The Worm Ouroboros
by Eric Rücker Eddison
I could hardly believe my eyes when, searching for overlooked pre-Tolkienesque fantasies, I found Listverse’s “Top 10 Underrated Fantasy Stories Before 1937,” and its mention of E.R. Eddison’s 1922 magnum opus, The Worm Ouroboros. “My favorite novel,” gushed the Listverse writer. And I thought, wow, who knew anybody but me loved Eddison’s work?
Ouroboros is the tale of the warring kingdoms of Witchland and Demonland, set ostensibly on the planet Mercury, whose history endlessly repeats itself. The title refers, not to any of the characters, but to the dragon (“worm” in Old English) of Norse mythology that swallows its own tail, with no beginning or ending. And it’s told in a 16th century idiom reminiscent of Shakespeare in an opium dream.
Although J.R.R. Tolkien had some praise for Ouroboros, which got a 1950’s reprint following the success of at his Lord of the Rings, at this point you may understand why Eddison’s works haven’t exactly become cultural icons.
Still, I think his books may yet get their due in 21st century fantasy realms. His “Demons” and “Witches,” along with his other nations of Pixies, Imps, Goblins and Ghouls don’t sound as bizarre to readers steeped in paranormal fantasy today as they must have in the early decades of the previous century; his byzantine, sexually-charged plot twists familiar ground to Game of Thrones enthusiasts.
And computer-generated animation seems made to delve into Eddison’s sometimes descriptions of setting, such as this one for the audience chamber in the palace of Lord Juss, ruler of Demonland, whose support pillars are each topped with a precious stone “carved by the hand of some sculptor of long ago into the living form of a monster: here was a harpy with screaming mouth, so wondrously cut in ochre-tinted jade it was a marvel to hear no scream from her: here in wine-yellow topaz a flying fire-drake:…there a star sapphire the colour of moonlight, cut for a cyclops, so that the rays of the star trembled from his single eye….”
Eddison lavished similar detail on everything from the dresses of the highly decorative princesses and damsels accompanying his heroes to Himalayan-rivaling mountain ranges. His characters are equally baroque: heroes inimitably brave, strong and good; villains equally brave, strong and evil. The action is tremendous, beginning with an epic single combat, a wrestling match between the evil king of Witchland and Lord Juss’s brother, the Demonland champion, for domination of their world.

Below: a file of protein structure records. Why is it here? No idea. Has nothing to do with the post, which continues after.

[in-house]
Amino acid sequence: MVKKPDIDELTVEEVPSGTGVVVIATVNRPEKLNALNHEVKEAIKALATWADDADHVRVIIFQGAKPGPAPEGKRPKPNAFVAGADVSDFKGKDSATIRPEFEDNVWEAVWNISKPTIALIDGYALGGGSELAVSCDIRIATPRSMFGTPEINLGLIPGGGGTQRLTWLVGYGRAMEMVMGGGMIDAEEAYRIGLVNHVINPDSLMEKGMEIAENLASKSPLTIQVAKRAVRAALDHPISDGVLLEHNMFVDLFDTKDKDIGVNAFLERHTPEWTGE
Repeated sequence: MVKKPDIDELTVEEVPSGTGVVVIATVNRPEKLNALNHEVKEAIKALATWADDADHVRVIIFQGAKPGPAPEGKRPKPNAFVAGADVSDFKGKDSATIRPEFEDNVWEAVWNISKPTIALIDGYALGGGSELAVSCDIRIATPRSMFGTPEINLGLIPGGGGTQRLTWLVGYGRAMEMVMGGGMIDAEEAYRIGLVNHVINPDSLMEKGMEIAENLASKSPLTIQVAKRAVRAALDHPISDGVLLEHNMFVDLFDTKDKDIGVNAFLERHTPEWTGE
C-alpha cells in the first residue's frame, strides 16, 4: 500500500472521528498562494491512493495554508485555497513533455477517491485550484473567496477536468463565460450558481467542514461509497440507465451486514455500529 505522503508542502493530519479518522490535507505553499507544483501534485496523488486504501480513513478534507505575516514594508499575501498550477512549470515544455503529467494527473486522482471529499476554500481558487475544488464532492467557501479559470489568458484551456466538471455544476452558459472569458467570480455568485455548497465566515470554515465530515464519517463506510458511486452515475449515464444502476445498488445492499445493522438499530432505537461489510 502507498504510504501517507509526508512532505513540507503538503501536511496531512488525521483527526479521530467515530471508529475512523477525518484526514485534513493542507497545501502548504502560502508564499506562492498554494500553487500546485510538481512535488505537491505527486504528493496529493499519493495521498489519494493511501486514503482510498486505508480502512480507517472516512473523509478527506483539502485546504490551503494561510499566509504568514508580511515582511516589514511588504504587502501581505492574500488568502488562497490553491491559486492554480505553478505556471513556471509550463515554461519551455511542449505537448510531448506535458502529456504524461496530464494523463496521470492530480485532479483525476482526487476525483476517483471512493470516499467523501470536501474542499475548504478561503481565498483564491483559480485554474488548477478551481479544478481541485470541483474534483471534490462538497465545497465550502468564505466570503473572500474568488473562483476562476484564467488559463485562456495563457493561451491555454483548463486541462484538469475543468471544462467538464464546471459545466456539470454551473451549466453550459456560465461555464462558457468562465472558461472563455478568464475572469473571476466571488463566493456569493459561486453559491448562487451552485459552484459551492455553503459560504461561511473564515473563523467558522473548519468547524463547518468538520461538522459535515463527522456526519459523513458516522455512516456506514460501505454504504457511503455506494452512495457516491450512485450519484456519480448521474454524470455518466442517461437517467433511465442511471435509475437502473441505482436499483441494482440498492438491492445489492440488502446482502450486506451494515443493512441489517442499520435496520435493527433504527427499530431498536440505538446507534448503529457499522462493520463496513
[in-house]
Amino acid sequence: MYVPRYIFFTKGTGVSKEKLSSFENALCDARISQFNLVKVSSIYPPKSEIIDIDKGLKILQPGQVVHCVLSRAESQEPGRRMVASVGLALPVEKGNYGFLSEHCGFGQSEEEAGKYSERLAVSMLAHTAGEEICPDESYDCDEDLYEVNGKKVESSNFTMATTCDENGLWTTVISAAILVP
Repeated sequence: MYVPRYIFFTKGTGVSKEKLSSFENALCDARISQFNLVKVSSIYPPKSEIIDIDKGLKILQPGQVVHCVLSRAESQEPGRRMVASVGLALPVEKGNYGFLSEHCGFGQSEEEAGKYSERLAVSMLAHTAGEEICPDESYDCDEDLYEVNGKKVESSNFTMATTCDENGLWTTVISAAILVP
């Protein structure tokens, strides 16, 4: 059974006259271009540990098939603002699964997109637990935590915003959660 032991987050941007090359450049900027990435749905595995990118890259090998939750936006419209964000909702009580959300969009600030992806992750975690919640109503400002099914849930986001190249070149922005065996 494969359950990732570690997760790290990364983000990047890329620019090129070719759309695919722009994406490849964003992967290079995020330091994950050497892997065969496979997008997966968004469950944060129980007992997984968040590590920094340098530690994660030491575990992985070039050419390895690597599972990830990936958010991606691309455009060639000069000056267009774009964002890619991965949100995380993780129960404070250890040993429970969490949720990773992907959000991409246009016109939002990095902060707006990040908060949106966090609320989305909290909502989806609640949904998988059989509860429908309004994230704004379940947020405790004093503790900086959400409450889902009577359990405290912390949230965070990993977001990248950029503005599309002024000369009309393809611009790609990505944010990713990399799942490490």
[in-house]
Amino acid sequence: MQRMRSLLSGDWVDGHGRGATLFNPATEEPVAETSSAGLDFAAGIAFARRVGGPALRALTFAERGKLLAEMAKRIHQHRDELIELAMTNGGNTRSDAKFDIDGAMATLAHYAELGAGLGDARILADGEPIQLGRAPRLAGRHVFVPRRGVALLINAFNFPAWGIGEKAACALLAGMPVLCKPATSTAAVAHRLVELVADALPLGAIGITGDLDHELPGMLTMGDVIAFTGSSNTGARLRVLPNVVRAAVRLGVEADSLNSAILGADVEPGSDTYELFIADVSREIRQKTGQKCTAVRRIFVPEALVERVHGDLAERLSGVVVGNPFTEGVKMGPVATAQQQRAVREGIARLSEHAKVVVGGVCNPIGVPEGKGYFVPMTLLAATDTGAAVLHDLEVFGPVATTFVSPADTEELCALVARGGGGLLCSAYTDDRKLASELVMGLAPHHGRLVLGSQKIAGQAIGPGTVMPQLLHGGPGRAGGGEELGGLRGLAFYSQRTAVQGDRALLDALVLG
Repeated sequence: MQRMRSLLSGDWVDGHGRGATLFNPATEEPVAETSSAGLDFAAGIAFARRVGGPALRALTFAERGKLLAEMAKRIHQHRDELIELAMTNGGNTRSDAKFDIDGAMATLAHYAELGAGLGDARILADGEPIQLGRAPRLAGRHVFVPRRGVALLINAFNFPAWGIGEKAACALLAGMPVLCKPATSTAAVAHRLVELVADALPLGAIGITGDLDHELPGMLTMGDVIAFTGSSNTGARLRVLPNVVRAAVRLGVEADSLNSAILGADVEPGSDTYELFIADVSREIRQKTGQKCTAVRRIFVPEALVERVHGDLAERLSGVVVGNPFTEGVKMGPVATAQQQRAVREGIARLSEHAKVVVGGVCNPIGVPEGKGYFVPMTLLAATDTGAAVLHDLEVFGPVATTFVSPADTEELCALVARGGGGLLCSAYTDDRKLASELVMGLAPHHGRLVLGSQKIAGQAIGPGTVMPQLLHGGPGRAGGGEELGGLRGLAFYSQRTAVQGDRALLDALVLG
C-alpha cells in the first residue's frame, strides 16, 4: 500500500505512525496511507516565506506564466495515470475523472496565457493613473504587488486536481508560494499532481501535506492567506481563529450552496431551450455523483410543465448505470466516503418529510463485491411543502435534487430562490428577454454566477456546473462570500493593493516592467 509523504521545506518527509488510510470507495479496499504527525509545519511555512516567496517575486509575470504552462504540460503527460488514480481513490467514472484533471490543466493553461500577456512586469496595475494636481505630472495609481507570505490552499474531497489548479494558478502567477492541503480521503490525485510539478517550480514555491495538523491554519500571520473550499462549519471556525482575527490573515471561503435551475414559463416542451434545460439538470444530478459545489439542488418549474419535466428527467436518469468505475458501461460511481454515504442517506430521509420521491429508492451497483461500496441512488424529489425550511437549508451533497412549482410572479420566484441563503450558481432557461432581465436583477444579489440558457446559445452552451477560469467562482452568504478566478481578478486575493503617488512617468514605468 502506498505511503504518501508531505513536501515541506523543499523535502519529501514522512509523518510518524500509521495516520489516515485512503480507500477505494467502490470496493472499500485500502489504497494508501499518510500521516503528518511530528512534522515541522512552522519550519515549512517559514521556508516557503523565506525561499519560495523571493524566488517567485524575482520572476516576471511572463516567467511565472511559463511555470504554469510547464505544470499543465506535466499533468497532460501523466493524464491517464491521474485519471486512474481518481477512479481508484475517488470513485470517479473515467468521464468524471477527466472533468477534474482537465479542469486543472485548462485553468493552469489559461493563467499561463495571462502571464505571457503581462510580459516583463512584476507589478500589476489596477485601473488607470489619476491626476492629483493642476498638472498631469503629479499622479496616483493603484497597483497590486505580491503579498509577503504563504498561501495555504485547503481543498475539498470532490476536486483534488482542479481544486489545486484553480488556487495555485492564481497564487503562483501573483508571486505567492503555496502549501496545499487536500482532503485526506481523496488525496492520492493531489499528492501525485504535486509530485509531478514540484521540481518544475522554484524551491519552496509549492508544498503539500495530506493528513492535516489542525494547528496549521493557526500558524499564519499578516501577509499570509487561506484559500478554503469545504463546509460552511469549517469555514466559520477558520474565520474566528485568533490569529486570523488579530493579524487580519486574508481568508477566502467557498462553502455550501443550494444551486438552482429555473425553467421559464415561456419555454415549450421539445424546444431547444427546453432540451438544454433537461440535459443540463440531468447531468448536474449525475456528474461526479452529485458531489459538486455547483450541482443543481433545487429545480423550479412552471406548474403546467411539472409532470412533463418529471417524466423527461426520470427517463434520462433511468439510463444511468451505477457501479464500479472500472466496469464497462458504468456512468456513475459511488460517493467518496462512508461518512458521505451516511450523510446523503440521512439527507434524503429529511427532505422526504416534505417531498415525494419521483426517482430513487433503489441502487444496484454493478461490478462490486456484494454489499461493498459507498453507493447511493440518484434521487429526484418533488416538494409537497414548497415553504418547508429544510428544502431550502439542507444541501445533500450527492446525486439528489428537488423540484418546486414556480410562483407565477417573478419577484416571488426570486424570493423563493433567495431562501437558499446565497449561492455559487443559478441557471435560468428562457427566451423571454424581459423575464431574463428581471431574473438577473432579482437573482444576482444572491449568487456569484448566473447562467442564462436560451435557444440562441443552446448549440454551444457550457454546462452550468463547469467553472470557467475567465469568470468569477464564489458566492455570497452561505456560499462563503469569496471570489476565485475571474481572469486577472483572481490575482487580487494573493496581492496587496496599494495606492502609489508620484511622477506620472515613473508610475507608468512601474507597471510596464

But Witches are witches. No, actually, they’re not. Their kings are powerfully evil sorcerers more like Tolkien’s Saruman than Halloween (or even Shakespearean) crones stirring cauldrons. So they’re not about to let the Demons’ win in the wrestling match keep them from plotting more villainy. In Eddison’s viewpoint, there are no shadows, no in-betweens. And neither side ever, ever gives up.
As the introduction to the 1952 edition states, perhaps with a hint of wistfulness, “There are no complications, no reservations and no excuses here. Pagan these warriors may be (actually, Eddison is notably short on religious overtones) and semi-barbarous, but they are not oppressed by weasel-faced doubts or whining uncertainties…and life itself is joyful and wonderful.”
But there, I haven’t even gotten to the melancholy traitor Gro (the only character with any approach to complexity, little good though it does him). Or to the Scarlet Pimpernellish Demon Lord Brandoch Daha or the May-December romance between lovely Prezmyra and Witchland’s cunning old warrior Corund. I’ll continue this discussion next Friday, although readers who want to read (or reread) will be able to see the entire story here.